BMC Developmental Biology – review of 2014

From Aedes aegypti and axolotls to Xenopus and zebrafish, BMC Developmental Biology has had a busy 2014 and below we round up a selection of our highlights of the year.

One of our most cited and viewed articles of 2014 was also one of our first with Philippos Mourikis andShahragim Tajbakhsh’s review of Notch signalling in skeletal muscle stem cells. In February Joan T Richtsmeier and colleagues looked at the role of FGR2 in craniofacial development. The study was discussed in neuroscience news and Biome, our online magazine, featured an interview with the author.

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We moved onto March with this image highlight fromEvgeni G Ponimaskin and colleagues, taken from their study into the mechanisms of the freshwater snail (Helisoma trivolvis) larvae development. April boughtanother highly accessed article in this proteomic and transcriptomic study of the developing yellow fever mosquito (Aedes aegypti) eggshell by Anthony A Jamesand colleagues.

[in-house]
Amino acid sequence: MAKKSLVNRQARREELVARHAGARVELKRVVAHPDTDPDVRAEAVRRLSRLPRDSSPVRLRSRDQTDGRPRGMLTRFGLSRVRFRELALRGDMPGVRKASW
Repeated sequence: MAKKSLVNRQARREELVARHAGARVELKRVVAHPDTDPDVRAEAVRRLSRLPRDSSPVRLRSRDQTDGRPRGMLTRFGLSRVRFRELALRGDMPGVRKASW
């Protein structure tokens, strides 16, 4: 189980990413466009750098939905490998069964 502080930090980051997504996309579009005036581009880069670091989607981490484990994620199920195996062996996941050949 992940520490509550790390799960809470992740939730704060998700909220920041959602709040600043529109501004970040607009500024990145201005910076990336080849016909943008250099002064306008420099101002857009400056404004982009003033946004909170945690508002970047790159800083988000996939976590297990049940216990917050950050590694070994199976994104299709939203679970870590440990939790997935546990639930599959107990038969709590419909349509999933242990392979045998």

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From insects to fish withMay’s image highlighttaken from this article by Warren Heideman and colleagues on proepicardial cell migration during heart development. Further stunning images followed withthis figure taken from Ingolf Reim and colleagues’ work into Drosophila cardiac development.

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July heralded the publication of two of our most accessed articles with this study by Teri L Belecky-Adams and colleagues into the developing murine optic nerve andthis study by David L Stocum and colleagues into a comparison of the proteomics of the regenerating Xenopus and axolotl hindlimbs. The switch from cartilage to bone in human growth plate development was the focus of this study and this image highlight by Michael B Fischer and colleagues in August.

We moved into fall with Rachel Berry and colleagues’publication on urinary tree patterning which was also featured on our blog. November featured work by Soojin Ryu and colleagues on the evolutionary development of the stress response which was also highlighted in our blog and in Biome.

Finally we ended the year with a wealth of research including articles from Phillip A Newmark on antibodies for planarian studies and Takashi Adachi-Yamada onDrosophila male accessory gland development.

We’re looking forward to 2015!

 

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